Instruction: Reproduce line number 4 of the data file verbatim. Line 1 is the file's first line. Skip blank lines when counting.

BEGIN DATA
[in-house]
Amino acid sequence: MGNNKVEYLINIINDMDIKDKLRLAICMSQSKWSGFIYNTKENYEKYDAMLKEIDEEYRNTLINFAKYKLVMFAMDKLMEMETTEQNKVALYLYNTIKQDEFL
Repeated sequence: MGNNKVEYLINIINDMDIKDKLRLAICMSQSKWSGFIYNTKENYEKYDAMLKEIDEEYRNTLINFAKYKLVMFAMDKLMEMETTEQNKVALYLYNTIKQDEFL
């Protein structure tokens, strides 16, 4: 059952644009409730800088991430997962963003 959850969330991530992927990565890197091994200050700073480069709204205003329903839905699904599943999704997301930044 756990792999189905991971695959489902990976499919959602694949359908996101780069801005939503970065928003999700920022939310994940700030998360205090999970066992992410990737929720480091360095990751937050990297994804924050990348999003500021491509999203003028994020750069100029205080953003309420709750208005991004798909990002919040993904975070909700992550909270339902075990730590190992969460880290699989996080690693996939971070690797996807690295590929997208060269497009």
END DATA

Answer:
């Protein structure tokens, strides 16, 4: 059952644009409730800088991430997962963003 959850969330991530992927990565890197091994200050700073480069709204205003329903839905699904599943999704997301930044 756990792999189905991971695959489902990976499919959602694949359908996101780069801005939503970065928003999700920022939310994940700030998360205090999970066992992410990737929720480091360095990751937050990297994804924050990348999003500021491509999203003028994020750069100029205080953003309420709750208005991004798909990002919040993904975070909700992550909270339902075990730590190992969460880290699989996080690693996939971070690797996807690295590929997208060269497009």